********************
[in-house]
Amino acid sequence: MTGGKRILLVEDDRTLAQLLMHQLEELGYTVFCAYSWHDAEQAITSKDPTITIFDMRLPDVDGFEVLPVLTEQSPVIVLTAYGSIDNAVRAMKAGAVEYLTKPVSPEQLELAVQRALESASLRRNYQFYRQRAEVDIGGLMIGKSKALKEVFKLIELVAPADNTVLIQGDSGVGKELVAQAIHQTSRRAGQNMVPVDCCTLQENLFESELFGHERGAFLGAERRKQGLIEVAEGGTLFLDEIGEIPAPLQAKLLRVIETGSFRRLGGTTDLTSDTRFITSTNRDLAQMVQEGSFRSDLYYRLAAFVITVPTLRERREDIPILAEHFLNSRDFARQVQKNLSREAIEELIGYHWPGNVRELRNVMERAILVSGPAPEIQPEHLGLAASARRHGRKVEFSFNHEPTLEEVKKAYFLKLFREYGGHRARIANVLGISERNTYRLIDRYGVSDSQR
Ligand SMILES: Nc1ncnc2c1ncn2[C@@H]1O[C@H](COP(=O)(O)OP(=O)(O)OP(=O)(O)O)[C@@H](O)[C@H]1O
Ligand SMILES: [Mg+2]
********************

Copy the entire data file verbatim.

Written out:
[in-house]
Amino acid sequence: MTGGKRILLVEDDRTLAQLLMHQLEELGYTVFCAYSWHDAEQAITSKDPTITIFDMRLPDVDGFEVLPVLTEQSPVIVLTAYGSIDNAVRAMKAGAVEYLTKPVSPEQLELAVQRALESASLRRNYQFYRQRAEVDIGGLMIGKSKALKEVFKLIELVAPADNTVLIQGDSGVGKELVAQAIHQTSRRAGQNMVPVDCCTLQENLFESELFGHERGAFLGAERRKQGLIEVAEGGTLFLDEIGEIPAPLQAKLLRVIETGSFRRLGGTTDLTSDTRFITSTNRDLAQMVQEGSFRSDLYYRLAAFVITVPTLRERREDIPILAEHFLNSRDFARQVQKNLSREAIEELIGYHWPGNVRELRNVMERAILVSGPAPEIQPEHLGLAASARRHGRKVEFSFNHEPTLEEVKKAYFLKLFREYGGHRARIANVLGISERNTYRLIDRYGVSDSQR
Ligand SMILES: Nc1ncnc2c1ncn2[C@@H]1O[C@H](COP(=O)(O)OP(=O)(O)OP(=O)(O)O)[C@@H](O)[C@H]1O
Ligand SMILES: [Mg+2]